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a defect of vision in which parallel light rays reaching the eye come to focus behind the retina, vision being better for distant objects than for near. Called also farsightedness.

Most children are born with some degree of farsightedness. As the child grows this decreases and usually disappears by the age of 8 years. If the child is excessively farsighted, however, the constant effort to focus may cause headaches and fatigue. Eyeglasses used to correct hyperopia are convex; that is, they bend the light rays toward the center, helping the lens of the eye to focus them on the retina.
Refraction and correction in hyperopia. From Ignatavicius and Workman, 2002.
Miller-Keane Encyclopedia and Dictionary of Medicine, Nursing, and Allied Health, Seventh Edition. © 2003 by Saunders, an imprint of Elsevier, Inc. All rights reserved.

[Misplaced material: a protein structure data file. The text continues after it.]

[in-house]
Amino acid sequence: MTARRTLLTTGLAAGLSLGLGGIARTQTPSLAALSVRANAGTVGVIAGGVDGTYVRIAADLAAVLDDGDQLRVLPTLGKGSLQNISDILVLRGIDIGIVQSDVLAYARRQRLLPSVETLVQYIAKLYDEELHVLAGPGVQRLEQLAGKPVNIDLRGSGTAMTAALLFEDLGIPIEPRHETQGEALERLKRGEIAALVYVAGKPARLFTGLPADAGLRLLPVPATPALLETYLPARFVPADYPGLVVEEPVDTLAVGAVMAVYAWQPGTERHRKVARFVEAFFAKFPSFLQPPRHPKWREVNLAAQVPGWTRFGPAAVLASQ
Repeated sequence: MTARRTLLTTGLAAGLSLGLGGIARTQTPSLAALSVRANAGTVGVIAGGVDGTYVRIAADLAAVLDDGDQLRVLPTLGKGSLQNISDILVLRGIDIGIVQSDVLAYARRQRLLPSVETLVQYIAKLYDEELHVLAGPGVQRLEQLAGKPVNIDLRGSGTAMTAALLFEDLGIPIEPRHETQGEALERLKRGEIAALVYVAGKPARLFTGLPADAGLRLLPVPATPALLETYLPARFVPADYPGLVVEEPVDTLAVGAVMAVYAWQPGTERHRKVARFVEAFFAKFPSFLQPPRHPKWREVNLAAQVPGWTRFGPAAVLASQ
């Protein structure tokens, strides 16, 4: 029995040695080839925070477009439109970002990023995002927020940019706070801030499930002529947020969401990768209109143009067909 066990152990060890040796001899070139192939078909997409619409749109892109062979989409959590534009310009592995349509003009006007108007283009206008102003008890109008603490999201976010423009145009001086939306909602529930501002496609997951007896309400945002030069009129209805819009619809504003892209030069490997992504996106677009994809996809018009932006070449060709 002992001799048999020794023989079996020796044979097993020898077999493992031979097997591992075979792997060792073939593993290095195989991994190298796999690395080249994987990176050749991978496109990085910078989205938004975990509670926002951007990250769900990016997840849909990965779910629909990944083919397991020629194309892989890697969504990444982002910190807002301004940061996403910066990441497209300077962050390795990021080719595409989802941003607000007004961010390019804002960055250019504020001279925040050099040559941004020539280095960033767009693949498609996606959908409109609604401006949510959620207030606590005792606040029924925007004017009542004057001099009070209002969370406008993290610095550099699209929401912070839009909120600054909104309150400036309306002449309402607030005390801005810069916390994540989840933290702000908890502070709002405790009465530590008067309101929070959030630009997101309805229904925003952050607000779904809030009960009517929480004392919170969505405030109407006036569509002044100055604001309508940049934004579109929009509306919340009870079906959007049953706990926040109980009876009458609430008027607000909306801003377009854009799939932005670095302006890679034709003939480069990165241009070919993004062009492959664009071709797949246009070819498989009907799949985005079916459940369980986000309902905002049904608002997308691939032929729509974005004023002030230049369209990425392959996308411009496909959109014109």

A gene on chromosome 3q28-q29 that encodes a DNA-binding repressor of genes that require a basic helix-loop-helix (bHLH) for their transcription. This transcription repression requires the formation of a complex with a co-repressor protein of the Groucho/TLE family. HES1 is thought to downregulate myogenesis by inhibiting the functions of MYOD1 and ASH1, and may play a role in a functional FA core complex response to DNA cross-link damage.
Segen's Medical Dictionary. © 2012 Farlex, Inc. All rights reserved.